Archive for May, 2012

May 31, 2012

It’s a Fractal World

– for Helen

These patterns quickly learned to copy themselves (this was part of what was so extraordinary about the patterns) and went on to cause massive trouble on every planet they drifted on to. That was how life began in the Universe.
Hitchhiker’s Guide to the Galaxy 

I’ll try and keep this short since I’m writing on something I know nothing about. (Not that this has stopped me before.) I’ve only read the first of the Hitchhiker’s Guide to the Galaxy books (as I’m not big on science fiction, I’d never read it before) and what I’m about to compare the book to is something I really know nothing about.

The structure of the book is fractal. From what I gather, two things are important for fractals: near identical repetition and scale shift. (A coast line viewed from a satellite looks straight, but when viewed close up could conceivably have as man ridges as a seemingly perfectly round grain of sand magnified.) We get both of this at the beginning of the book. Arthur Dent’s house is being demolished to make way for a throughway; the only reason this matters not one iota is that the Earth itself will soon be destroyed to make way for an inter-stellar highway. The same bureaucratic reasons are given and the same disregard for those living in the relevant spots is shown.

This idea of repetition carries the book. The characters’ several near-death escapes carry us through the plot of the book, and what makes them fractal in addition to their similarity with each other, is the reader’s familiarity with the way they play out. The improbable escapes are different from, say, those of Indiana Jones only in the details. Of course, in fractals as in everything else, the Devil’s in the details. Hence the near in near-identical repetition.

Not that any of this is any consolation to Arthur Dent, whose home was doubly destroyed, and whose mind is stuck in this specific world and this specific time. Near-identical is still different enough, I’m afraid. “No, thank you,” said Arthur [when offered a walk on the surface of New Earth] “it wouldn’t be quite the same.”

May 29, 2012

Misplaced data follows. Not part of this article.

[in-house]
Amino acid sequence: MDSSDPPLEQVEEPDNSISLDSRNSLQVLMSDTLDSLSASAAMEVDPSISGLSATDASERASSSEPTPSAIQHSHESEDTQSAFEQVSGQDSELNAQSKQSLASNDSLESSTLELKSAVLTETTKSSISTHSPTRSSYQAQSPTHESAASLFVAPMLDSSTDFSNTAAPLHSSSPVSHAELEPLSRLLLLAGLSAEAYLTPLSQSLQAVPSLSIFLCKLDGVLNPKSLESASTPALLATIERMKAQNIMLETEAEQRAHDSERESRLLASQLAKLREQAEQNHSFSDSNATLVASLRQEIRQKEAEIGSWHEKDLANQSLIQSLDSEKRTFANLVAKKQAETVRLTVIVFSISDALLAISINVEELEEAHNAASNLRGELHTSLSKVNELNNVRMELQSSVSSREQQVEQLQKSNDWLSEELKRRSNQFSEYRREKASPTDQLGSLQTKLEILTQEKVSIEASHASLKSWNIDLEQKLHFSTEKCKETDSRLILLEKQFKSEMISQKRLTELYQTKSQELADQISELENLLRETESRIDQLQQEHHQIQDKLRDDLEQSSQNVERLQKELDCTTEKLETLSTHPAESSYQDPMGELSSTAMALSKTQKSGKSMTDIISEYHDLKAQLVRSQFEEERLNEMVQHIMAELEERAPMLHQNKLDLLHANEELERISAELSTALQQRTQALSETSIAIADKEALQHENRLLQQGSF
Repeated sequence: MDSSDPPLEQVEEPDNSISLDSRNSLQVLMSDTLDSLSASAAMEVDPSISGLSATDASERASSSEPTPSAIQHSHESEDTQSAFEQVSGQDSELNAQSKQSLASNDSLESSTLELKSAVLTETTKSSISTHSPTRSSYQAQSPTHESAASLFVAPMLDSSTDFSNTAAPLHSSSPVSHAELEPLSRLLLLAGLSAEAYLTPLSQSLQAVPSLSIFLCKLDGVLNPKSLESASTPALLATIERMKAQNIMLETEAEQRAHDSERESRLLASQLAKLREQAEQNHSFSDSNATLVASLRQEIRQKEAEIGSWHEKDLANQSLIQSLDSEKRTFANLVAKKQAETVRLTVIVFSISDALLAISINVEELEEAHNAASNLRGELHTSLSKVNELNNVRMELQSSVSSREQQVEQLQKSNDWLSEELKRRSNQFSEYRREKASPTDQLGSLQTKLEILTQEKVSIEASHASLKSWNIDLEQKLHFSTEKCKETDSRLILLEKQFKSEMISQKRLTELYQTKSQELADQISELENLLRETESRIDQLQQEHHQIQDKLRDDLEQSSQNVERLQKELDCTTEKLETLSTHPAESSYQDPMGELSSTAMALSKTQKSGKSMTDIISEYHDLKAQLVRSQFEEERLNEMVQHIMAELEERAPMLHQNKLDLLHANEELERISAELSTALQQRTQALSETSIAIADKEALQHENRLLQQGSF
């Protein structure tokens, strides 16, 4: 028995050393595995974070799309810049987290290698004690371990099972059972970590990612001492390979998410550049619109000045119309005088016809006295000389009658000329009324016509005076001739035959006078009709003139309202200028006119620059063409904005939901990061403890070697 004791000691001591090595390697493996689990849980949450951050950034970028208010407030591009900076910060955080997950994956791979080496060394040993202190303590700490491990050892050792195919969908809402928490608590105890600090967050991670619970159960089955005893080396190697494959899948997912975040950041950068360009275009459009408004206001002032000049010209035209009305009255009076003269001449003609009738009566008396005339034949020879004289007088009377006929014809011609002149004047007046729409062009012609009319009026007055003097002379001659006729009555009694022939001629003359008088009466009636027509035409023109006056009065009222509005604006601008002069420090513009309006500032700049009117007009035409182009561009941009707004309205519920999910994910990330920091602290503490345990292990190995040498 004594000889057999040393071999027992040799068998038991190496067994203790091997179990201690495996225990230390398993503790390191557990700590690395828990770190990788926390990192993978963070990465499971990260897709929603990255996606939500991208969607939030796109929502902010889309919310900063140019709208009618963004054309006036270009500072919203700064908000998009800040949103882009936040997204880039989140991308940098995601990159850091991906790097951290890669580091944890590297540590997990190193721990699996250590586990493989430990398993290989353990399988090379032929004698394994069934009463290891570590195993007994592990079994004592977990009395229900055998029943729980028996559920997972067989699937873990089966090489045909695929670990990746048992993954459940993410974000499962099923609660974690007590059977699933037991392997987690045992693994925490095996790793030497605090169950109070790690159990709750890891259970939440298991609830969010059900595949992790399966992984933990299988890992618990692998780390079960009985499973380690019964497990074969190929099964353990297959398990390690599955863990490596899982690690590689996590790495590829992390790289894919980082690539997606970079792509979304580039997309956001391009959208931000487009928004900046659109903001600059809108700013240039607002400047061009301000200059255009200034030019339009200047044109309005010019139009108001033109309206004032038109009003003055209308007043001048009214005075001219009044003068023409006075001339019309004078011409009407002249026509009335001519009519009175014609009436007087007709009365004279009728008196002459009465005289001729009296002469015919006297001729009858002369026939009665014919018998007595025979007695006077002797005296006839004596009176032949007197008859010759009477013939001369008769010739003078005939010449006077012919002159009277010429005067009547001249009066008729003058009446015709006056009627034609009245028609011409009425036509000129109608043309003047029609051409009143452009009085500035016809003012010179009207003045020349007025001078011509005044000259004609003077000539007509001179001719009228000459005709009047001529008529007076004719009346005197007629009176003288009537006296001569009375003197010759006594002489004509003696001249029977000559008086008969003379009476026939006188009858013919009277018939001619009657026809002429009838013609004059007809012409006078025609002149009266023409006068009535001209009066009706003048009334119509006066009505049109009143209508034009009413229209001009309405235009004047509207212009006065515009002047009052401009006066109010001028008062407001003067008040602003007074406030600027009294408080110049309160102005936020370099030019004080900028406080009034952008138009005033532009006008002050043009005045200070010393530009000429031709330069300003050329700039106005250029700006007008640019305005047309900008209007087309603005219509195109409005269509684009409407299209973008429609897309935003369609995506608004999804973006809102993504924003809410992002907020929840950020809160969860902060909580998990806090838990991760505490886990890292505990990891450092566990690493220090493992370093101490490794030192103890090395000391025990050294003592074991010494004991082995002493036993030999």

Salieri’s Confession

The LA Review of Books published an article May 14th called Envy, or, The Last Infirmity. It is by (a) Sven Birkerts and is a review/analysis/interpretation of the film Amadeus. The article is not bad. It’s a bit long, and essentially claims that the film is not so much a biopic of Mozart, as much as it is a study of envy. Says Birkerts: Who knew that envy had so many expressions, that it was such a great subject? And he goes on to make a good case for his viewing/reading of the film.

Now, I think that this is a decent reading of the film, and if that is how Birkerts sees the film, that’s his experience, and who am I to argue. Except that I have seen that film at least a dozen times and feel slightly protective of it. So I dare say, the film is not about envy. That is, there is no doubt that F. Murray Abraham’s character of Antonio Salieri is envious of the young Mozart, but this is not the central theme of the film.

[I have wanted to write about this film for so long, so if the tone strikes you as overly self-indulgent, it is because Birkerts’ article only provided the impetus for me to tell you what I think.]

The central theme of the film, as indicated by the title, Amadeus, is God’s love, or rather, its distribution. How and why does God love some of his human creations a little more than others? Remember, the whole film, the story of the film, the story Salieri tells, is told as a confession. (Or rather, as an anti-confession, but I’ll get to that.) The young priest comes to see him, and asks Salieri to offer him his confession. When Salieri refuses, the priest insists. Insulted at having to deal with a nobody, Salieri vainly asks, Do you know who I am? To which the priest gives the most diplomatic of answers All men are equal in God’s eyes. Oh, are they?! answers Salieri, at which point he turns his chair and decides to actually speak to the young priest. The confession begins.

The rest of the movie is dedicated to Salieri proving to the young priest (and the audience, for we are in the position of the priest not only because we are listening, but because Salieri’s tale will go from being the priest’s problem to being our problem) that something is not right with the view of a just God.

Why would God, asks Salieri, choose that dirty-minded little creature (as Salieri calls him), a silly little grasshopper, a buffoon (as Birkerts calls him) for his instrument, and not the illustrious Antonio Salieri? Make no mistake, it is God who places each of them in their roles. Mozart is almost explicitly talked about as God’s hand, simply writing down divine music. That scene when Constance comes to visit Salieri and shows him the originals of Mozart’s work is instructive. Salieri tells the priest (and us): I was staring through a cage of meticulous strokes at an absolute beauty. Absolute beauty? No prizes for guessing what theological concept this refers to.